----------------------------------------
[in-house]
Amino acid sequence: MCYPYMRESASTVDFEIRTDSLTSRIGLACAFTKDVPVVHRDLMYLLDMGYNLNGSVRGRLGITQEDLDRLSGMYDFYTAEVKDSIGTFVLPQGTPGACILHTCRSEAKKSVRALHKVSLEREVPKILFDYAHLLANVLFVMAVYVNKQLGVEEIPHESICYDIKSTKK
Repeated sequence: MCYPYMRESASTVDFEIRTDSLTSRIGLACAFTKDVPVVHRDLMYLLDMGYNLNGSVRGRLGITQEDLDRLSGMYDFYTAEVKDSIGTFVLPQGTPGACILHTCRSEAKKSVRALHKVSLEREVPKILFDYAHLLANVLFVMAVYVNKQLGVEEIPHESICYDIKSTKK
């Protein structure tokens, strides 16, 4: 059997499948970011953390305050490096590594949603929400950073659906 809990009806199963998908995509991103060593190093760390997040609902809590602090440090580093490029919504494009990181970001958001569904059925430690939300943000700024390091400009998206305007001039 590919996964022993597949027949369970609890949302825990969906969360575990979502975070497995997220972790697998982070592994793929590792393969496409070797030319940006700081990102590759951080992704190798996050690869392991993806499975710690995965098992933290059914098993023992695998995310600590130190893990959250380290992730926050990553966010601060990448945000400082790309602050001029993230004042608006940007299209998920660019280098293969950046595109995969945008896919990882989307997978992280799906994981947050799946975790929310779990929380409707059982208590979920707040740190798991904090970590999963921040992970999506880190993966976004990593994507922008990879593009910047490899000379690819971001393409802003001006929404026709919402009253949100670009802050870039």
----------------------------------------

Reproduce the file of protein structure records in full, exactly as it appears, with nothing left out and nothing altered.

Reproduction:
[in-house]
Amino acid sequence: MCYPYMRESASTVDFEIRTDSLTSRIGLACAFTKDVPVVHRDLMYLLDMGYNLNGSVRGRLGITQEDLDRLSGMYDFYTAEVKDSIGTFVLPQGTPGACILHTCRSEAKKSVRALHKVSLEREVPKILFDYAHLLANVLFVMAVYVNKQLGVEEIPHESICYDIKSTKK
Repeated sequence: MCYPYMRESASTVDFEIRTDSLTSRIGLACAFTKDVPVVHRDLMYLLDMGYNLNGSVRGRLGITQEDLDRLSGMYDFYTAEVKDSIGTFVLPQGTPGACILHTCRSEAKKSVRALHKVSLEREVPKILFDYAHLLANVLFVMAVYVNKQLGVEEIPHESICYDIKSTKK
């Protein structure tokens, strides 16, 4: 059997499948970011953390305050490096590594949603929400950073659906 809990009806199963998908995509991103060593190093760390997040609902809590602090440090580093490029919504494009990181970001958001569904059925430690939300943000700024390091400009998206305007001039 590919996964022993597949027949369970609890949302825990969906969360575990979502975070497995997220972790697998982070592994793929590792393969496409070797030319940006700081990102590759951080992704190798996050690869392991993806499975710690995965098992933290059914098993023992695998995310600590130190893990959250380290992730926050990553966010601060990448945000400082790309602050001029993230004042608006940007299209998920660019280098293969950046595109995969945008896919990882989307997978992280799906994981947050799946975790929310779990929380409707059982208590979920707040740190798991904090970590999963921040992970999506880190993966976004990593994507922008990879593009910047490899000379690819971001393409802003001006929404026709919402009253949100670009802050870039």